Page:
engrained into habits of thinking and subsequently determine habits of seeing
race. Friedman (2016) has described a
model of a perceptual filter for the perception of race. This model theorises
that the race classification, involves a focused perception on a narrow number
of phenotypic cues that are socially constructed as racially relevant.

Simultaneously, both physical similarities and features that are deemed
racially irrelevant, such as height or hip width, are disattended to. Compelling
evidence that visual racial cues are made salient via social influences, is
that visual perceptions of race are fluid across time. Jacobson (1998)
describes how as the salience of a racial category increases within a period of
time, certain visual features will be increasingly perceived to be defining of
that group. This in turn fortifies the unmistakable salience of the racial
category. For example when Jewish Americans were accepted as a white ethnic
group after the holocaust, the idea that physical features were a definitive
marker for Jewish heritage was thrown into question. Jacobson does not deny
that visual markers do exist between races, but that our conscious recognition
of what visual cues are relevant to a given race is dependent on historical
standpoints. Our perceptual understandings of racial categories, manipulates
the way we perceive such visual cues in the first place and then  ‘the visual field powerfully confirms previously
internalized beliefs’ (Berger, 2005, p.1). Understandings of race as
un-mediated perceptual categories are further refuted by Obasogie’s findings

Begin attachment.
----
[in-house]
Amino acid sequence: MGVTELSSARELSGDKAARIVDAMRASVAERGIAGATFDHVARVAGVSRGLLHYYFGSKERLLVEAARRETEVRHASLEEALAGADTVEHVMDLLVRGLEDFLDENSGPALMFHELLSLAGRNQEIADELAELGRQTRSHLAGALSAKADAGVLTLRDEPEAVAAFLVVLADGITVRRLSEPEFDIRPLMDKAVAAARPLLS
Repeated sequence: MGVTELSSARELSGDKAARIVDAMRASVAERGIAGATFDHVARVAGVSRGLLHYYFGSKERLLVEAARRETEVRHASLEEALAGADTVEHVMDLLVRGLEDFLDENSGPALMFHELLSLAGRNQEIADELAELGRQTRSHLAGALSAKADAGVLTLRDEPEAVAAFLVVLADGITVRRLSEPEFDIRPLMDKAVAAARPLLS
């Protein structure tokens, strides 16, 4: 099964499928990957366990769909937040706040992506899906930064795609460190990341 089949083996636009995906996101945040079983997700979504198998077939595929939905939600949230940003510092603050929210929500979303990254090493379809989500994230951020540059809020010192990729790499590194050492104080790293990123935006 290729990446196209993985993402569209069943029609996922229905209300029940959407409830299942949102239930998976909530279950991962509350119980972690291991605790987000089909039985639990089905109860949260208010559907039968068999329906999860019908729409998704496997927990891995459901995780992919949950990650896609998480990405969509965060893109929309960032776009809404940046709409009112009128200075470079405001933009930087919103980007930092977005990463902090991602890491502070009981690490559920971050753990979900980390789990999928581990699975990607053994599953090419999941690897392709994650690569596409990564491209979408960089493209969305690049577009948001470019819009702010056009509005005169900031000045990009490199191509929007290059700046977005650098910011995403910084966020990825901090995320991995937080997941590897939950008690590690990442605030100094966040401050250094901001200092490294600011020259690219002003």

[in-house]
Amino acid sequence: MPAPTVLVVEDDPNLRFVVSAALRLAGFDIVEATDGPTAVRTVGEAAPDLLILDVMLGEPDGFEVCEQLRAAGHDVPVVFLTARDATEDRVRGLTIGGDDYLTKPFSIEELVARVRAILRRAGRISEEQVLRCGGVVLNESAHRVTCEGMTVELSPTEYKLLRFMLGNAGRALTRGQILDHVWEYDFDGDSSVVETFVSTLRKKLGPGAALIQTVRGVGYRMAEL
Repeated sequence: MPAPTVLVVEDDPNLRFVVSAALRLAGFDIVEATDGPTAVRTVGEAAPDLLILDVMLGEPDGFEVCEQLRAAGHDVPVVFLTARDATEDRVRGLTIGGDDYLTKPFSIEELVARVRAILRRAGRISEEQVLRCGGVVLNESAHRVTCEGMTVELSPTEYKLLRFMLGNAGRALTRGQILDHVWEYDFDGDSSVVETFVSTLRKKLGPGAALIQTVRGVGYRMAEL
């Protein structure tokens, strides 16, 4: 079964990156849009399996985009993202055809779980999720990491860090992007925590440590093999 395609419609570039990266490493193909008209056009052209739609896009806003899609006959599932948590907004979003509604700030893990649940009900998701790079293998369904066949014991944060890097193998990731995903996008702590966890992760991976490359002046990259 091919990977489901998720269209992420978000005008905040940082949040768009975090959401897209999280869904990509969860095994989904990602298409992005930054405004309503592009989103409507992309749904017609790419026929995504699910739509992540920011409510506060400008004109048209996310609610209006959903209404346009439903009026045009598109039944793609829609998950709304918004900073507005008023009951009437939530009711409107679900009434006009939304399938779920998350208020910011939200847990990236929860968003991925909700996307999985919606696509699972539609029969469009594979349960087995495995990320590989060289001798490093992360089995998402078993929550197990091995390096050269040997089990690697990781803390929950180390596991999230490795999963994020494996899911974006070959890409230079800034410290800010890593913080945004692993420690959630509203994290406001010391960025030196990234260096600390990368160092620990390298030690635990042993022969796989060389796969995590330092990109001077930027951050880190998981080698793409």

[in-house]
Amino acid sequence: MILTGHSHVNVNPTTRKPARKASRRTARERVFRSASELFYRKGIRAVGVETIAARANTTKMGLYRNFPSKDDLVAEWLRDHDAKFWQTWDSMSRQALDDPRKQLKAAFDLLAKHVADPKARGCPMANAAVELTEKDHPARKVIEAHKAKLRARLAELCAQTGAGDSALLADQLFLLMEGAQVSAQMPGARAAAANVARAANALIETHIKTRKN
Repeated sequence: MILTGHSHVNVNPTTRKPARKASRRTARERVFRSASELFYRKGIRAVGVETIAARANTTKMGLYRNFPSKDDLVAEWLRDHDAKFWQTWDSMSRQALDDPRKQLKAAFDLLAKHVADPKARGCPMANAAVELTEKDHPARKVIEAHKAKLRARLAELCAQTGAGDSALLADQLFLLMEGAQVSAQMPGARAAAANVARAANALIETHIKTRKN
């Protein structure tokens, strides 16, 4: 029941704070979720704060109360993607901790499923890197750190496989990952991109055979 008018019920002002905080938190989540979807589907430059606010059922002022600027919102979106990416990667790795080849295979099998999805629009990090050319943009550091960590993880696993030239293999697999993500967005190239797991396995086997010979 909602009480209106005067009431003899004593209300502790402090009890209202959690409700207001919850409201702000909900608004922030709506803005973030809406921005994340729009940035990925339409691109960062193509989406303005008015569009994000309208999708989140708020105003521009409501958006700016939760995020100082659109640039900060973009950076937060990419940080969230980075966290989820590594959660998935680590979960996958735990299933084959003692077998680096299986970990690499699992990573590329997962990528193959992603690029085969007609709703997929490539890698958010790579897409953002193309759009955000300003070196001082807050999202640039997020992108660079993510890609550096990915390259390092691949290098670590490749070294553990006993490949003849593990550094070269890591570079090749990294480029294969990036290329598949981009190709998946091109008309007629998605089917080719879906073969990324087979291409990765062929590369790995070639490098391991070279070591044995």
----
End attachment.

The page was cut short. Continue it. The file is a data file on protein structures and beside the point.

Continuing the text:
that vision is not necessary to ‘see’ race.

 

 

Obasogie’s
findings have important societal and legal implications. The prevalent
colour-blind rhetoric asserts that the way to eradicate racial discrimination
is to ignore it and is positioned on the assumption that racial discrimination
is a problem solely of visual recognition (Wise, 2010). The idea that if
society is blind to colour then justice will prevail, renders any affirmative
action schemes that diverge from equal opportunities, as un-necessary and
counter-productive. However the findings that blind people still ‘see’ race and
that race is not simply an ocular phenomena, obscures the assumptions of the
colour-blind rhetoric and highlights its ignorance of deeply rooted social
structures (Obasogie, 2015). Obasogie’s findings suggest that people cannot be
blind to race and hence to eliminate discriminatory and inequitable structures,
they must be confronted and not ignored (Siegal, 2000).

 

 

Through
the study of congenitally blind respondents and their visual understandings of
race, Obasogie opposes the idea that racial categories are visually obvious and
are instead products of social mediations. This corroborates with the
literature on the social component of vision, which exposes that visual
perception is rarely unmediated. Blind people are detached both from vision and the tendency
of sighted people to uncritically assume that race is a visually self-evident
truth and that seeing race is effortless. Obasogie’s findings conclude with the irony that sight blinds us from
the social forces that make the visual differences of race seem obvious. This
sense of automaticity and certainty when seeing race is perpetuated by our
Western cultural ocularcentrism; where visual information is privileged and
deemed more reliable in comparison to other sensory information (Jay, 1993;
Kleege, 1999). This is particularly apparent in
linguistic terms as seeing is synonymous with understanding.. As opposed to homogenising the blind experience,
Obasogie sets a precedent for the empirical investigation of the congenitally blind
in order to unmask the socialisation that constructs understandings of human
difference. This research may motivate interesting replications in settings of differential
constructions of race. It may also extend to other categories of human difference
that may be socially constructed, such as gender or disability (Friedman,
2016). Conflicting against what we perceive as true,
Obasogie’s findings are inherently challenging. Yet, this has important implications concerning how we interact with
and deconstruct our perceptual realities. Seeing, in its broadest sense, is the
acceptance of practices that create our self-evident perceptions; to unpick
these is to unveil the intolerable (Foucalt, as cited in Rajchman, 1988).